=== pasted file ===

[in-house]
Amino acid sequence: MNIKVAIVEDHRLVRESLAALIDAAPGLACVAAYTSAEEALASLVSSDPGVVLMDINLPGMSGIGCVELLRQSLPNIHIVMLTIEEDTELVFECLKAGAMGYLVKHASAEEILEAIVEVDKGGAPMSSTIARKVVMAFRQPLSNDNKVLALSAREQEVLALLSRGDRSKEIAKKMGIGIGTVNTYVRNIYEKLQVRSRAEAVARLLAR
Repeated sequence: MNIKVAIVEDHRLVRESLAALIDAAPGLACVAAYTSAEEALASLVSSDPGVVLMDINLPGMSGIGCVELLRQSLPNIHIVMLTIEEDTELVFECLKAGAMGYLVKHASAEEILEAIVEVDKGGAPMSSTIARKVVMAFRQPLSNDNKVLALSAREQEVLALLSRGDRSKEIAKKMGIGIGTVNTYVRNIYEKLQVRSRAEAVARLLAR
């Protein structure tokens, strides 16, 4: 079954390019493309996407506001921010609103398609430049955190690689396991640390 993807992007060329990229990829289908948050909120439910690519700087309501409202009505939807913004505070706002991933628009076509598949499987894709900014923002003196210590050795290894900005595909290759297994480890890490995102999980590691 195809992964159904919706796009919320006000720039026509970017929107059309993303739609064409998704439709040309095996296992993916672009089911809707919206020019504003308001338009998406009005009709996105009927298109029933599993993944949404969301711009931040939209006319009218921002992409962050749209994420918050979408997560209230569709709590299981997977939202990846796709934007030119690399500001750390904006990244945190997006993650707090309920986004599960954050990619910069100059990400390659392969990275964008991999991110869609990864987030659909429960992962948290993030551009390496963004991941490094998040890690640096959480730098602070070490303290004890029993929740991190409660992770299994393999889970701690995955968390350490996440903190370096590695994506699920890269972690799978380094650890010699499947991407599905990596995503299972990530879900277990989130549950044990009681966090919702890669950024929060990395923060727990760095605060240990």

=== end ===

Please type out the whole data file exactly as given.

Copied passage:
[in-house]
Amino acid sequence: MNIKVAIVEDHRLVRESLAALIDAAPGLACVAAYTSAEEALASLVSSDPGVVLMDINLPGMSGIGCVELLRQSLPNIHIVMLTIEEDTELVFECLKAGAMGYLVKHASAEEILEAIVEVDKGGAPMSSTIARKVVMAFRQPLSNDNKVLALSAREQEVLALLSRGDRSKEIAKKMGIGIGTVNTYVRNIYEKLQVRSRAEAVARLLAR
Repeated sequence: MNIKVAIVEDHRLVRESLAALIDAAPGLACVAAYTSAEEALASLVSSDPGVVLMDINLPGMSGIGCVELLRQSLPNIHIVMLTIEEDTELVFECLKAGAMGYLVKHASAEEILEAIVEVDKGGAPMSSTIARKVVMAFRQPLSNDNKVLALSAREQEVLALLSRGDRSKEIAKKMGIGIGTVNTYVRNIYEKLQVRSRAEAVARLLAR
């Protein structure tokens, strides 16, 4: 079954390019493309996407506001921010609103398609430049955190690689396991640390 993807992007060329990229990829289908948050909120439910690519700087309501409202009505939807913004505070706002991933628009076509598949499987894709900014923002003196210590050795290894900005595909290759297994480890890490995102999980590691 195809992964159904919706796009919320006000720039026509970017929107059309993303739609064409998704439709040309095996296992993916672009089911809707919206020019504003308001338009998406009005009709996105009927298109029933599993993944949404969301711009931040939209006319009218921002992409962050749209994420918050979408997560209230569709709590299981997977939202990846796709934007030119690399500001750390904006990244945190997006993650707090309920986004599960954050990619910069100059990400390659392969990275964008991999991110869609990864987030659909429960992962948290993030551009390496963004991941490094998040890690640096959480730098602070070490303290004890029993929740991190409660992770299994393999889970701690995955968390350490996440903190370096590695994506699920890269972690799978380094650890010699499947991407599905990596995503299972990530879900277990989130549950044990009681966090919702890669950024929060990395923060727990760095605060240990």